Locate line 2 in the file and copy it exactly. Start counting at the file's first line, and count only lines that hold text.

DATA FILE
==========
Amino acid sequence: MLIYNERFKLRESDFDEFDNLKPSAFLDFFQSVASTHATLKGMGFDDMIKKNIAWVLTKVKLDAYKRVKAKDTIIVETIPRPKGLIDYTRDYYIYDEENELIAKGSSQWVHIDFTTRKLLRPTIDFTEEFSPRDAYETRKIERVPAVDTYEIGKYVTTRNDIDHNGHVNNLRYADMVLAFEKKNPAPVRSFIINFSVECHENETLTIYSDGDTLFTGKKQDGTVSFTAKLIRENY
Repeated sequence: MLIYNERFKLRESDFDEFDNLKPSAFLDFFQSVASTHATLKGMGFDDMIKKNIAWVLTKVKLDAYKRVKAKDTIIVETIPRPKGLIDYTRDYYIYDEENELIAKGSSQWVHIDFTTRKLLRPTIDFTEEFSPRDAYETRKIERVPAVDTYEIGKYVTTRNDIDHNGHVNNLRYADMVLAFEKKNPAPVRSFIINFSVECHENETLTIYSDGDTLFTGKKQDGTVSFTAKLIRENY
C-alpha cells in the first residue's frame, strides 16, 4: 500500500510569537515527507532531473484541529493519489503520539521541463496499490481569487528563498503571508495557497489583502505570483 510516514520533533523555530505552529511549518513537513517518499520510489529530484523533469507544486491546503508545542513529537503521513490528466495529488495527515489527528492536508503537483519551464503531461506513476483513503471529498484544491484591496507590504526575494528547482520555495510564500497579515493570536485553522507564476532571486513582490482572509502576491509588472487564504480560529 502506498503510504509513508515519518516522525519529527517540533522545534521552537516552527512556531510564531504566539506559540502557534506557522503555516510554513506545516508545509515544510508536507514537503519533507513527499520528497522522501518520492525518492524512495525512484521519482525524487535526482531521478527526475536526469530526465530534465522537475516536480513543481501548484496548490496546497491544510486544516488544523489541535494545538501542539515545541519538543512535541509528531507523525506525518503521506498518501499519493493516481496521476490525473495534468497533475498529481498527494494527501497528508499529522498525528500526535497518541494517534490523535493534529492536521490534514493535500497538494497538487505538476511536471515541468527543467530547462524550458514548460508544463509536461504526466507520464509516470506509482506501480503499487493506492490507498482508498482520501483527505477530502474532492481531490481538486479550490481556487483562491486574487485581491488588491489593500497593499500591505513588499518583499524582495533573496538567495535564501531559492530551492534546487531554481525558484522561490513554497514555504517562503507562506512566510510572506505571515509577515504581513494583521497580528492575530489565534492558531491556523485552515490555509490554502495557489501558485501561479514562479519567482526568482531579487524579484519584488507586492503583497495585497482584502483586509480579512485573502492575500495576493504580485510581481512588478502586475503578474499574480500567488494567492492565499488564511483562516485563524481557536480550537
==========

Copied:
Repeated sequence: MLIYNERFKLRESDFDEFDNLKPSAFLDFFQSVASTHATLKGMGFDDMIKKNIAWVLTKVKLDAYKRVKAKDTIIVETIPRPKGLIDYTRDYYIYDEENELIAKGSSQWVHIDFTTRKLLRPTIDFTEEFSPRDAYETRKIERVPAVDTYEIGKYVTTRNDIDHNGHVNNLRYADMVLAFEKKNPAPVRSFIINFSVECHENETLTIYSDGDTLFTGKKQDGTVSFTAKLIRENY